For every writer, there comes a special kind of writer’s block: a moment when we run out of gas. Maybe we’ve expended our final reserves of energy trying finish a big project. Maybe we’ve pushed too many days in a row to hit our NaNoWriMo word count. Maybe life has just made production difficult and we can’t muster the energy to get the next page out.
This moment, when we feel like we have nothing left, is inevitable. Therefore, it’s important that we have a plan in place for when it comes.
I’ve found that the greatest threat to us writers is not the well of creativity running dry or time running out before we can finish our latest work or some other writer stealing our million dollar idea. The greatest threat to us lives within us. It is our own fear.
We need not bow to fear. If we can survive its initial surge, it will pass and we can get back to work unhindered. Here are three ways I survive the surge of fear.
The opportunity to offer criticism comes with undeserved power. As a critic, we put ourselves above the artist, providing our authoritative opinion on the artists work. The thing is, that’s not what every writer needs to hear.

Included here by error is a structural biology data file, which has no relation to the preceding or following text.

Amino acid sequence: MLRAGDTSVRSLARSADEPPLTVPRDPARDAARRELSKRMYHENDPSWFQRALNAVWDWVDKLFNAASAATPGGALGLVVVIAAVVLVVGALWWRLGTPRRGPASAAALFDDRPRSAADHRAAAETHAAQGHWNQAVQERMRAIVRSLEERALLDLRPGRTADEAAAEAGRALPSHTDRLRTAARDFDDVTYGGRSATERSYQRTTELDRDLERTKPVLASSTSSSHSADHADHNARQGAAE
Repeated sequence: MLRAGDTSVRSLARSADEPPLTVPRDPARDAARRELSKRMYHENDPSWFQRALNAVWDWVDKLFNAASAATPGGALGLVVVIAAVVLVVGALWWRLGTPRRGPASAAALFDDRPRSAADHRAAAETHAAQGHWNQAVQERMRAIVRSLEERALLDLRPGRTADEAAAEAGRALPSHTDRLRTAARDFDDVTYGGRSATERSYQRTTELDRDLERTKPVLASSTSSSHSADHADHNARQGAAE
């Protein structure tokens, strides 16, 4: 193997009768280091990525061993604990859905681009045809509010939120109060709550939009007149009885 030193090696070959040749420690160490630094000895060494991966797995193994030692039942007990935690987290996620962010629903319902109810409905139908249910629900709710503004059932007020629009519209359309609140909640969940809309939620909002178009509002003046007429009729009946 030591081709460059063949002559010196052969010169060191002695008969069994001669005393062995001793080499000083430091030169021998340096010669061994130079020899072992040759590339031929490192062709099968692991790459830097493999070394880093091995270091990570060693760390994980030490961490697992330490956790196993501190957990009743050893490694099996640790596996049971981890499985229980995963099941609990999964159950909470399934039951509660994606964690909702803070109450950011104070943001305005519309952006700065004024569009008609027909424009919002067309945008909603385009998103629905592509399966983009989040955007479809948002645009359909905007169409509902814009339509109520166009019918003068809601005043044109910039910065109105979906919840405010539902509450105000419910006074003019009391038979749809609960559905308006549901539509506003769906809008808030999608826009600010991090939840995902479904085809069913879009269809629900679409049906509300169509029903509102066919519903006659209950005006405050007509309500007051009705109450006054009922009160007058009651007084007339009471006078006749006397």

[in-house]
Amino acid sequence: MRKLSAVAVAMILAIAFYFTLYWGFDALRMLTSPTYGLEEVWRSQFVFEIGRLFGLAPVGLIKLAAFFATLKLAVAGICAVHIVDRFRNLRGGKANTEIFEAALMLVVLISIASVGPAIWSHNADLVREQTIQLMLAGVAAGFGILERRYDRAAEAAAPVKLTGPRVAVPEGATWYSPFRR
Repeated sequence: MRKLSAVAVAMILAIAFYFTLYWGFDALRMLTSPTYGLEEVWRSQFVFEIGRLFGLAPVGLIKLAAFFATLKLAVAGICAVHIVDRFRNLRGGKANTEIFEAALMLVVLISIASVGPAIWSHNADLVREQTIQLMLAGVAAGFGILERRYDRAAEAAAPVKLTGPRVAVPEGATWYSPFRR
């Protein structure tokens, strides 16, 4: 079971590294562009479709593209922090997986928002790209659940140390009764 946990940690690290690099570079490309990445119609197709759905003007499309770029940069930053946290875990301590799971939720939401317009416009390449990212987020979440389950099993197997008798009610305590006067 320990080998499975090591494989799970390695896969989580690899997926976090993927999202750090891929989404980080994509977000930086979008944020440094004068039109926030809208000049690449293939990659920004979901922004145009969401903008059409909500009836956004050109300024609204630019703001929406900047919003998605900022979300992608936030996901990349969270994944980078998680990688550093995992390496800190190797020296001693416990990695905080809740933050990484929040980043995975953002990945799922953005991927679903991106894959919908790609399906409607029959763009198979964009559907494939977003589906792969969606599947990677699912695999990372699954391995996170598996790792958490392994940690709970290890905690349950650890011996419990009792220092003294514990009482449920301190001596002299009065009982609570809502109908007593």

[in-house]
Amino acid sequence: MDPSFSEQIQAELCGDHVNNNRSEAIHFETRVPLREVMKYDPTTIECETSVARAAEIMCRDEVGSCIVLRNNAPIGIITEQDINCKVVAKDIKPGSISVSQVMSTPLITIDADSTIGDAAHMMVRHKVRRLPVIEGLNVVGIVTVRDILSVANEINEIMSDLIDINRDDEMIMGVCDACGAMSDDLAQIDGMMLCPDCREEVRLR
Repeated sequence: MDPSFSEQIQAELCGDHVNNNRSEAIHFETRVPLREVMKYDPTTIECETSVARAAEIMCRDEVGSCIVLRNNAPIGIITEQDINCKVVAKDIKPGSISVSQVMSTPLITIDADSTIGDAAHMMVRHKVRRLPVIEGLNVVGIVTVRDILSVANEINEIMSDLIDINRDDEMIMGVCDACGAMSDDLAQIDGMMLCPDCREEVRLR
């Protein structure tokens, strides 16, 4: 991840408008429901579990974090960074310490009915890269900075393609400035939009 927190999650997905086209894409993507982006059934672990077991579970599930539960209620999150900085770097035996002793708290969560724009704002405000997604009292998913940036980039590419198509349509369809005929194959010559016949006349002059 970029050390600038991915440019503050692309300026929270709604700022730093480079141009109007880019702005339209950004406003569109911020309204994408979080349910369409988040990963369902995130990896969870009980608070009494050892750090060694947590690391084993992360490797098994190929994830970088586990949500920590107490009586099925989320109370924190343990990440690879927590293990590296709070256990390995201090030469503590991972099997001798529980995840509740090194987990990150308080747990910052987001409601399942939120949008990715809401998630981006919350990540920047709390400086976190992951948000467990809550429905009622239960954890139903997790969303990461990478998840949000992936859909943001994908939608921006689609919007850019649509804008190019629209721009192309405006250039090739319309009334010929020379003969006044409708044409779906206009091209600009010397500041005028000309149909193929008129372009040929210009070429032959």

Looking for an opportunity to reveal a character’s true feelings? Need a place where a character can realistically tell the world how they feel in a monologue? Want to give characters an opportunity to discuss what is coming next in your plot?
Funerals provide an excellent setting for all these moments and more.
I know what a friend looks like. Friends are there to support you when you need them. If you call in desperation, they come over. If you need a laugh, they crack a joke. If you’re down, they give a helping hand.
I’ve concluded that the Muses are not my friends.